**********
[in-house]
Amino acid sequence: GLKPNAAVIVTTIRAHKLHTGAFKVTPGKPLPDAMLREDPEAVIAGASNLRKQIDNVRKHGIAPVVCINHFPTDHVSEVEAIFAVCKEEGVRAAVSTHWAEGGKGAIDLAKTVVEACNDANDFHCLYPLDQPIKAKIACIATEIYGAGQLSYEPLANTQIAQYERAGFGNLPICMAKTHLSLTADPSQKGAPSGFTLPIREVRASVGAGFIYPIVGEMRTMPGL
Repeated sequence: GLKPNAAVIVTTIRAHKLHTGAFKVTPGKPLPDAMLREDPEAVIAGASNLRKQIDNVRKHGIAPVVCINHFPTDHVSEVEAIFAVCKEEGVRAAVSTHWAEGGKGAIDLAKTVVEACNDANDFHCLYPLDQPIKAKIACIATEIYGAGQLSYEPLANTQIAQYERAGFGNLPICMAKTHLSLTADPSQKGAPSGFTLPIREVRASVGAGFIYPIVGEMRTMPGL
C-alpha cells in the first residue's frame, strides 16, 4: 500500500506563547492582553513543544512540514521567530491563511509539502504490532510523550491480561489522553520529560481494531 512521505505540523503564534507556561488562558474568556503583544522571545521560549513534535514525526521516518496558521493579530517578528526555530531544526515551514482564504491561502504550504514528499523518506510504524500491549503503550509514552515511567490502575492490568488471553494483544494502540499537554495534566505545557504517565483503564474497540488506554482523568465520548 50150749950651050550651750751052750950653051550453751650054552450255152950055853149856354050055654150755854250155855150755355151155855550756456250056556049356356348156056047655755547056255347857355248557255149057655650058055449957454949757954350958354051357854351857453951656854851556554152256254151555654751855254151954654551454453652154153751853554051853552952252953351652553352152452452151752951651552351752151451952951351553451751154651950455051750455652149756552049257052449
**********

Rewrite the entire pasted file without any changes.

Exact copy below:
[in-house]
Amino acid sequence: GLKPNAAVIVTTIRAHKLHTGAFKVTPGKPLPDAMLREDPEAVIAGASNLRKQIDNVRKHGIAPVVCINHFPTDHVSEVEAIFAVCKEEGVRAAVSTHWAEGGKGAIDLAKTVVEACNDANDFHCLYPLDQPIKAKIACIATEIYGAGQLSYEPLANTQIAQYERAGFGNLPICMAKTHLSLTADPSQKGAPSGFTLPIREVRASVGAGFIYPIVGEMRTMPGL
Repeated sequence: GLKPNAAVIVTTIRAHKLHTGAFKVTPGKPLPDAMLREDPEAVIAGASNLRKQIDNVRKHGIAPVVCINHFPTDHVSEVEAIFAVCKEEGVRAAVSTHWAEGGKGAIDLAKTVVEACNDANDFHCLYPLDQPIKAKIACIATEIYGAGQLSYEPLANTQIAQYERAGFGNLPICMAKTHLSLTADPSQKGAPSGFTLPIREVRASVGAGFIYPIVGEMRTMPGL
C-alpha cells in the first residue's frame, strides 16, 4: 500500500506563547492582553513543544512540514521567530491563511509539502504490532510523550491480561489522553520529560481494531 512521505505540523503564534507556561488562558474568556503583544522571545521560549513534535514525526521516518496558521493579530517578528526555530531544526515551514482564504491561502504550504514528499523518506510504524500491549503503550509514552515511567490502575492490568488471553494483544494502540499537554495534566505545557504517565483503564474497540488506554482523568465520548 50150749950651050550651750751052750950653051550453751650054552450255152950055853149856354050055654150755854250155855150755355151155855550756456250056556049356356348156056047655755547056255347857355248557255149057655650058055449957454949757954350958354051357854351857453951656854851556554152256254151555654751855254151954654551454453652154153751853554051853552952252953351652553352152452452151752951651552351752151451952951351553451751154651950455051750455652149756552049257052449